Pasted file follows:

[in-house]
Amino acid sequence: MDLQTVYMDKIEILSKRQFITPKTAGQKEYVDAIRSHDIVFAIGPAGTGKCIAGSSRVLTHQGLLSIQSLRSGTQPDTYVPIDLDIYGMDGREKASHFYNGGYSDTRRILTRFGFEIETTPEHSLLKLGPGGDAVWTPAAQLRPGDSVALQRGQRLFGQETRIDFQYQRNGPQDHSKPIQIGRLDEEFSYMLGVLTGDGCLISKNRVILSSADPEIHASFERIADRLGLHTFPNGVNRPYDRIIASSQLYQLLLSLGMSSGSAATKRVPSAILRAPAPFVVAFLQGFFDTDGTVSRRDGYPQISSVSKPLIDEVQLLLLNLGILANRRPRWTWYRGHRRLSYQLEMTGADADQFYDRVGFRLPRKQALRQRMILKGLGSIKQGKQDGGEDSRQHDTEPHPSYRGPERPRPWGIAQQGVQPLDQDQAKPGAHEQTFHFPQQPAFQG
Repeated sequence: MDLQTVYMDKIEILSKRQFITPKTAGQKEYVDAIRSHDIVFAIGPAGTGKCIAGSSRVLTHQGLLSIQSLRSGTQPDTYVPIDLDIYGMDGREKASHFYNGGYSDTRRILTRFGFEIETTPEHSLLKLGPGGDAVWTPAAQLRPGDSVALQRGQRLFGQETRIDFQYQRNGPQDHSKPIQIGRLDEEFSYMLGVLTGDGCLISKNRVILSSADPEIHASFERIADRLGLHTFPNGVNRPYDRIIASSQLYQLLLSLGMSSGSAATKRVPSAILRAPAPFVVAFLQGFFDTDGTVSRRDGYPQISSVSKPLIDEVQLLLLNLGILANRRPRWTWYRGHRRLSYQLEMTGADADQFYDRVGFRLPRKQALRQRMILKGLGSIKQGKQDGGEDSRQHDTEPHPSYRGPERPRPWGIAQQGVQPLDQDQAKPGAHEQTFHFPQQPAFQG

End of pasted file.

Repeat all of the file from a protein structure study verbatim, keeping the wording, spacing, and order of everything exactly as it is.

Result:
[in-house]
Amino acid sequence: MDLQTVYMDKIEILSKRQFITPKTAGQKEYVDAIRSHDIVFAIGPAGTGKCIAGSSRVLTHQGLLSIQSLRSGTQPDTYVPIDLDIYGMDGREKASHFYNGGYSDTRRILTRFGFEIETTPEHSLLKLGPGGDAVWTPAAQLRPGDSVALQRGQRLFGQETRIDFQYQRNGPQDHSKPIQIGRLDEEFSYMLGVLTGDGCLISKNRVILSSADPEIHASFERIADRLGLHTFPNGVNRPYDRIIASSQLYQLLLSLGMSSGSAATKRVPSAILRAPAPFVVAFLQGFFDTDGTVSRRDGYPQISSVSKPLIDEVQLLLLNLGILANRRPRWTWYRGHRRLSYQLEMTGADADQFYDRVGFRLPRKQALRQRMILKGLGSIKQGKQDGGEDSRQHDTEPHPSYRGPERPRPWGIAQQGVQPLDQDQAKPGAHEQTFHFPQQPAFQG
Repeated sequence: MDLQTVYMDKIEILSKRQFITPKTAGQKEYVDAIRSHDIVFAIGPAGTGKCIAGSSRVLTHQGLLSIQSLRSGTQPDTYVPIDLDIYGMDGREKASHFYNGGYSDTRRILTRFGFEIETTPEHSLLKLGPGGDAVWTPAAQLRPGDSVALQRGQRLFGQETRIDFQYQRNGPQDHSKPIQIGRLDEEFSYMLGVLTGDGCLISKNRVILSSADPEIHASFERIADRLGLHTFPNGVNRPYDRIIASSQLYQLLLSLGMSSGSAATKRVPSAILRAPAPFVVAFLQGFFDTDGTVSRRDGYPQISSVSKPLIDEVQLLLLNLGILANRRPRWTWYRGHRRLSYQLEMTGADADQFYDRVGFRLPRKQALRQRMILKGLGSIKQGKQDGGEDSRQHDTEPHPSYRGPERPRPWGIAQQGVQPLDQDQAKPGAHEQTFHFPQQPAFQG